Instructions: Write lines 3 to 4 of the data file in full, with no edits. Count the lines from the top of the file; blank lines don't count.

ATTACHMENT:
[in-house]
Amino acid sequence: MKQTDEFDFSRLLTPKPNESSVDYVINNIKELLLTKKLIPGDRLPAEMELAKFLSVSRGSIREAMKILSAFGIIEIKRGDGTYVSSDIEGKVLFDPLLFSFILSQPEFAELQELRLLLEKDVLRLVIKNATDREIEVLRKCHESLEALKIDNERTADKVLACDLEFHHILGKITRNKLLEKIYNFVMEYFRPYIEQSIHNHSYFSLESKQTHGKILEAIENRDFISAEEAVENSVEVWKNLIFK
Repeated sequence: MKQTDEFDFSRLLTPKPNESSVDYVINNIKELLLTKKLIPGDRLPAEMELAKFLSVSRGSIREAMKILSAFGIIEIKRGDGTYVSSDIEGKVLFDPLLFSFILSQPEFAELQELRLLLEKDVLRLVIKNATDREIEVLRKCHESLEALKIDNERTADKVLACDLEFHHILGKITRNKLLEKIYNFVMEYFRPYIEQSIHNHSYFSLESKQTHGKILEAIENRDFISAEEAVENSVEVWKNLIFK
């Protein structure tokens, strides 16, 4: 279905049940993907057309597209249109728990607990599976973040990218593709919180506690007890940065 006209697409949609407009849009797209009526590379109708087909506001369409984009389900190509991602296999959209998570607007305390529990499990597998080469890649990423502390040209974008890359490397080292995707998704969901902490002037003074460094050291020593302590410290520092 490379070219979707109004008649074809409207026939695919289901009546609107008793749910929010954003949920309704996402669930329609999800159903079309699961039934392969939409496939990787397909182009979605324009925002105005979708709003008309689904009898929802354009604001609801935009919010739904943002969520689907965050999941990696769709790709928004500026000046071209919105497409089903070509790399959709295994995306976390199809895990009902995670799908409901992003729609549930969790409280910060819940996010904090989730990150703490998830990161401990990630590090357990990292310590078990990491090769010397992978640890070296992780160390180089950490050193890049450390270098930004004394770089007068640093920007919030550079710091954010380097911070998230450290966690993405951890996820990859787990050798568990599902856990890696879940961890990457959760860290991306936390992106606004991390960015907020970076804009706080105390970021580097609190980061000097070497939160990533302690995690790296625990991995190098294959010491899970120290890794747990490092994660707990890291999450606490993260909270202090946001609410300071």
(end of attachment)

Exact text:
Repeated sequence: MKQTDEFDFSRLLTPKPNESSVDYVINNIKELLLTKKLIPGDRLPAEMELAKFLSVSRGSIREAMKILSAFGIIEIKRGDGTYVSSDIEGKVLFDPLLFSFILSQPEFAELQELRLLLEKDVLRLVIKNATDREIEVLRKCHESLEALKIDNERTADKVLACDLEFHHILGKITRNKLLEKIYNFVMEYFRPYIEQSIHNHSYFSLESKQTHGKILEAIENRDFISAEEAVENSVEVWKNLIFK
């Protein structure tokens, strides 16, 4: 279905049940993907057309597209249109728990607990599976973040990218593709919180506690007890940065 006209697409949609407009849009797209009526590379109708087909506001369409984009389900190509991602296999959209998570607007305390529990499990597998080469890649990423502390040209974008890359490397080292995707998704969901902490002037003074460094050291020593302590410290520092 490379070219979707109004008649074809409207026939695919289901009546609107008793749910929010954003949920309704996402669930329609999800159903079309699961039934392969939409496939990787397909182009979605324009925002105005979708709003008309689904009898929802354009604001609801935009919010739904943002969520689907965050999941990696769709790709928004500026000046071209919105497409089903070509790399959709295994995306976390199809895990009902995670799908409901992003729609549930969790409280910060819940996010904090989730990150703490998830990161401990990630590090357990990292310590078990990491090769010397992978640890070296992780160390180089950490050193890049450390270098930004004394770089007068640093920007919030550079710091954010380097911070998230450290966690993405951890996820990859787990050798568990599902856990890696879940961890990457959760860290991306936390992106606004991390960015907020970076804009706080105390970021580097609190980061000097070497939160990533302690995690790296625990991995190098294959010491899970120290890794747990490092994660707990890291999450606490993260909270202090946001609410300071």